BigLaw Bias & Harassment: Lawyers In Their Own Words

Law360 (June 22, 2018, 10:23 AM EDT) -- Law360's annual Glass Ceiling Report and Diversity Snapshot again show little progress for women and minorities in private practice, who often face challenges in the workplace their white male counterparts don't.

From a lack of mentorship to a culture that can subtly shut out women and people of color, attorneys we spoke with for these series offered a range of insights into why women and minorities aren't better represented in law firms. Many didn't feel comfortable, however, going on the record about discrimination and harassment they had experienced because of professional repercussions.

A recent Law360 survey gave attorneys a chance to tell their stories anonymously. Some respondents described disturbing details of the hurdles they've faced on account of their gender or race.

We sent questions to the more than 1 million legal and business professionals who receive Law360 daily, and we collected more than 1,350 anonymous responses. The full results, which also touch on lawyers' financial security and job satisfaction, will be released later this summer.

Nearly one-third of the women who responded said they personally experienced some form of sexual harassment on the job at some point in their careers. Over 57 percent also reported that they had experienced gender discrimination.

Meanwhile, 9 percent of respondents reported racial discrimination on the job. (Our survey did not collect data on the race of all survey respondents.)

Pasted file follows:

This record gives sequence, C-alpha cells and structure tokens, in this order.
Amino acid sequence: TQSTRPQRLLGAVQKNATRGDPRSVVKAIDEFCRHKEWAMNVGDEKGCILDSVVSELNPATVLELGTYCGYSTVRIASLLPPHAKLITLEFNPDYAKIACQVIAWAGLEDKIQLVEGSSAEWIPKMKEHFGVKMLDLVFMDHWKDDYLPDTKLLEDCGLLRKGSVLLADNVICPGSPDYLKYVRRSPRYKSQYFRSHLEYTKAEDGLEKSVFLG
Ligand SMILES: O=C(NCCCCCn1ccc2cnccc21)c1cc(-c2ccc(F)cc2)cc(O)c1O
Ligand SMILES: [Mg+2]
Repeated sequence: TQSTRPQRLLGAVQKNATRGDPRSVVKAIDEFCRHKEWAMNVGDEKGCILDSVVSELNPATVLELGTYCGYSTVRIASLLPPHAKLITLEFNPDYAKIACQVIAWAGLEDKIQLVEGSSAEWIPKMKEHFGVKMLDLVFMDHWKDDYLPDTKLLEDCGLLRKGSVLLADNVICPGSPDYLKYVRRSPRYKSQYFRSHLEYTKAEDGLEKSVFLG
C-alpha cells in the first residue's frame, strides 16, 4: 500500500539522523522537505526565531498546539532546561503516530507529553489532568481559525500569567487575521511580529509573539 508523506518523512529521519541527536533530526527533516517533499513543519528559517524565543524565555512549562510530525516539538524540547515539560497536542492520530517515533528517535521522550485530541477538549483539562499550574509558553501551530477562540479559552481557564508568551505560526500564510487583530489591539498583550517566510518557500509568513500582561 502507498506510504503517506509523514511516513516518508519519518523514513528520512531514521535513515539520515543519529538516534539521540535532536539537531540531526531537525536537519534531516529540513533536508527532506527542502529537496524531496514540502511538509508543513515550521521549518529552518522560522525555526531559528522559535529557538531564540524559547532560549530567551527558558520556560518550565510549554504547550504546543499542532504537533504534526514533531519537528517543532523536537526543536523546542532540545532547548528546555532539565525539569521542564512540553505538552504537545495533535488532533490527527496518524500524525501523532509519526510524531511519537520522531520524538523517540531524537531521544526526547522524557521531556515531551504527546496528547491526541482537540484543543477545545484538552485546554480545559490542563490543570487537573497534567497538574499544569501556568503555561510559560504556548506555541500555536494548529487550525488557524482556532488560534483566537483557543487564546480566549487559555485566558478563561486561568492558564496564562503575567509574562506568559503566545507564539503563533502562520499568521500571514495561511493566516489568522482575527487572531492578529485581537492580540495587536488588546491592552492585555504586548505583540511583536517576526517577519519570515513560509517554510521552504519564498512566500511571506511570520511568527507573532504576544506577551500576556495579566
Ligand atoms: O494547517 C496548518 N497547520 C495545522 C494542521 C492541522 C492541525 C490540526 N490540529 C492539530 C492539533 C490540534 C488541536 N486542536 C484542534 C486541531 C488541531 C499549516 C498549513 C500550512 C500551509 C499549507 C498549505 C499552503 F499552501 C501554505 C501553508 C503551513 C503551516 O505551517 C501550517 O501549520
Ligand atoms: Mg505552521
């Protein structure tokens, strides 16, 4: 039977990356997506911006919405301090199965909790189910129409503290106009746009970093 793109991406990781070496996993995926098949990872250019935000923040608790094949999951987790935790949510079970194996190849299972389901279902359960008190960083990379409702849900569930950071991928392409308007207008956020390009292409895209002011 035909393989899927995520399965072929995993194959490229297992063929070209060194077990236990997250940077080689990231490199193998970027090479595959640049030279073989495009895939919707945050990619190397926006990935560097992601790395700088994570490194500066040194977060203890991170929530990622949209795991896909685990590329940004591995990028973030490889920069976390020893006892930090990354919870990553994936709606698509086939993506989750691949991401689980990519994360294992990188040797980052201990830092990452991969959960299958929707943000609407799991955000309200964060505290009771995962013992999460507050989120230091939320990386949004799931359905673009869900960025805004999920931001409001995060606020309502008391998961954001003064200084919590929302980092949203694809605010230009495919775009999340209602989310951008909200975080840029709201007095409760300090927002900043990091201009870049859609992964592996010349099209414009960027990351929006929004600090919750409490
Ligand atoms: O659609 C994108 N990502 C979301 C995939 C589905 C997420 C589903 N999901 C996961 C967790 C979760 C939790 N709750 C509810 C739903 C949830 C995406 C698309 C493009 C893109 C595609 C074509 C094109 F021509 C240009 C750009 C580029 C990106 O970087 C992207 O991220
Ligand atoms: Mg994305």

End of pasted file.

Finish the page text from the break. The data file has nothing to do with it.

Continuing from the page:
While white men remain ahead in the legal industry, some people who responded to the survey and identified themselves as white men said that they faced racial and gender bias at work. 

Most of the attorneys who said they experienced discrimination or harassment also said they did not report it to human resources or a supervisor. Experts say the lack of communication and trust common among law firms can allow these issues to continue to fester.

Women and minorities who belong to the National Association of Women Lawyers often complain that they're just plain exhausted, said Jenny Waters, the group's executive director. They're expected keep up with the demands of a stressful career, she said, while trying to clear all of the other hurdles placed in their paths.

Women are expected to perform at a high level, like developing litigation strategies or cutting major deals, all while fending off sexual advances or slights from clients and senior partners, she said. They'd rather just be able to do their jobs.

"Some of the women choosing to leave the profession are leaving because they don't want to fight anymore and they're tired," Waters said.

With attorneys hesitant to speak out on what takes place behind closed doors at their firms, sharing the experiences of readers in their own words could shed light on what might be driving some women and minorities from their ranks.

Here is what they said.

Many women said they've faced sexual harassment:

"Told I could not wear pants to work when offered a job at a firm. Being grabbed, rubbed against and looking down my blouse by superior and judge."
—Sole practitioner.

"As a young lawyer, a senior partner asked for sexual favors and an institutional client of the firm asked that its matters be staffed only with male lawyers."
—Equity partner at a private firm.

"At old firm (large firm) there was a huge rainmaker who was a known harasser. He commented that I had 'sexy legs' when I was a second-year associate. I called him out and he never worked with me again. I found other people to work with."
—Of counsel at a private firm.

"A supervisor told me that if I didn’t sleep with him, I wouldn’t get a particular assignment that I wanted."